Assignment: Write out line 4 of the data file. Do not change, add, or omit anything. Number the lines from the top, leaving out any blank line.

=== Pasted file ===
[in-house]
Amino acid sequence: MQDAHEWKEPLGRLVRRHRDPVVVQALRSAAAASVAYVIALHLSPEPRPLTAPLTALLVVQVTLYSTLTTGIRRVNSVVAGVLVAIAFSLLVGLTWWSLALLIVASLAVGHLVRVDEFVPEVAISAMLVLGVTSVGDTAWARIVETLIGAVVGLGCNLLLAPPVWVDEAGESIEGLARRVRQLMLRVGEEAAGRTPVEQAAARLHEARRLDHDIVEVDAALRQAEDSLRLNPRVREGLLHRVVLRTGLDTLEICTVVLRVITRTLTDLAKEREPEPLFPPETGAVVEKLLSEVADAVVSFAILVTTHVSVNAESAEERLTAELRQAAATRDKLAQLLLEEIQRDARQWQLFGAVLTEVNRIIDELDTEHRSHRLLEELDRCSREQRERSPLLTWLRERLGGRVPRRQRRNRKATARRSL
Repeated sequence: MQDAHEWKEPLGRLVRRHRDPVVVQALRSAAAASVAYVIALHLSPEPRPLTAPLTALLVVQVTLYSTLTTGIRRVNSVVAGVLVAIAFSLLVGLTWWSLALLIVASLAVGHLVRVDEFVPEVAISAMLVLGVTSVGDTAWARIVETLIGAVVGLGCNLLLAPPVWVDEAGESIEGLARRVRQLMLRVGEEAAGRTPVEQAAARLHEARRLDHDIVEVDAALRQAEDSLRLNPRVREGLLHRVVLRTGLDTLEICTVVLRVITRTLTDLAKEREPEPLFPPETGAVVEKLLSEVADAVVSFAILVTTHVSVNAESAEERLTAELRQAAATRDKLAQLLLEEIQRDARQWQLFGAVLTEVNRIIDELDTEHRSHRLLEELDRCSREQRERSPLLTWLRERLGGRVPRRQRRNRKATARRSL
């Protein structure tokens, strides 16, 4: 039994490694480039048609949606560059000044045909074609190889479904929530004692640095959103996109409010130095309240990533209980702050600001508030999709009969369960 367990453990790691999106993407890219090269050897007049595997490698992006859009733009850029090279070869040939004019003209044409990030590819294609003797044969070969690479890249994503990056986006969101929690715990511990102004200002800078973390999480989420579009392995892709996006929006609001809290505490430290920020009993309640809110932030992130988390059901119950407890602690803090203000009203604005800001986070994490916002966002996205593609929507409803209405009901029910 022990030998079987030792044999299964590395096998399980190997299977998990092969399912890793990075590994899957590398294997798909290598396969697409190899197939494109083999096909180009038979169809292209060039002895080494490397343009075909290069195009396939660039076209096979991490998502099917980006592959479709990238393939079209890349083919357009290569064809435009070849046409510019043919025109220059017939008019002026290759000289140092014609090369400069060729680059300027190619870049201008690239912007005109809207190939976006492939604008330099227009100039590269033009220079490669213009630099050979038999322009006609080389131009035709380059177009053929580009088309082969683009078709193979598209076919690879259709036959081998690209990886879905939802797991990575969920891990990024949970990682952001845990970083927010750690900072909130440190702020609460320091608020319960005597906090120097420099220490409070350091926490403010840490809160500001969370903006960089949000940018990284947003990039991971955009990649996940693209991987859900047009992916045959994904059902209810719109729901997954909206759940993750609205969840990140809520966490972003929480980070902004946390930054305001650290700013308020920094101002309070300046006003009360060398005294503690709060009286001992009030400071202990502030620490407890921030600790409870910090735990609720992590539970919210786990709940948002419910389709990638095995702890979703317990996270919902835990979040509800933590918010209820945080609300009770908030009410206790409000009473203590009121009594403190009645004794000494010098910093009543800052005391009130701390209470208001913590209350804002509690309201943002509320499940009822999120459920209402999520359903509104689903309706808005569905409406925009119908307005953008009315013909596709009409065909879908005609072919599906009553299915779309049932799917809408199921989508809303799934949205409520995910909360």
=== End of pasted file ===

């Protein structure tokens, strides 16, 4: 039994490694480039048609949606560059000044045909074609190889479904929530004692640095959103996109409010130095309240990533209980702050600001508030999709009969369960 367990453990790691999106993407890219090269050897007049595997490698992006859009733009850029090279070869040939004019003209044409990030590819294609003797044969070969690479890249994503990056986006969101929690715990511990102004200002800078973390999480989420579009392995892709996006929006609001809290505490430290920020009993309640809110932030992130988390059901119950407890602690803090203000009203604005800001986070994490916002966002996205593609929507409803209405009901029910 022990030998079987030792044999299964590395096998399980190997299977998990092969399912890793990075590994899957590398294997798909290598396969697409190899197939494109083999096909180009038979169809292209060039002895080494490397343009075909290069195009396939660039076209096979991490998502099917980006592959479709990238393939079209890349083919357009290569064809435009070849046409510019043919025109220059017939008019002026290759000289140092014609090369400069060729680059300027190619870049201008690239912007005109809207190939976006492939604008330099227009100039590269033009220079490669213009630099050979038999322009006609080389131009035709380059177009053929580009088309082969683009078709193979598209076919690879259709036959081998690209990886879905939802797991990575969920891990990024949970990682952001845990970083927010750690900072909130440190702020609460320091608020319960005597906090120097420099220490409070350091926490403010840490809160500001969370903006960089949000940018990284947003990039991971955009990649996940693209991987859900047009992916045959994904059902209810719109729901997954909206759940993750609205969840990140809520966490972003929480980070902004946390930054305001650290700013308020920094101002309070300046006003009360060398005294503690709060009286001992009030400071202990502030620490407890921030600790409870910090735990609720992590539970919210786990709940948002419910389709990638095995702890979703317990996270919902835990979040509800933590918010209820945080609300009770908030009410206790409000009473203590009121009594403190009645004794000494010098910093009543800052005391009130701390209470208001913590209350804002509690309201943002509320499940009822999120459920209402999520359903509104689903309706808005569905409406925009119908307005953008009315013909596709009409065909879908005609072919599906009553299915779309049932799917809408199921989508809303799934949205409520995910909360």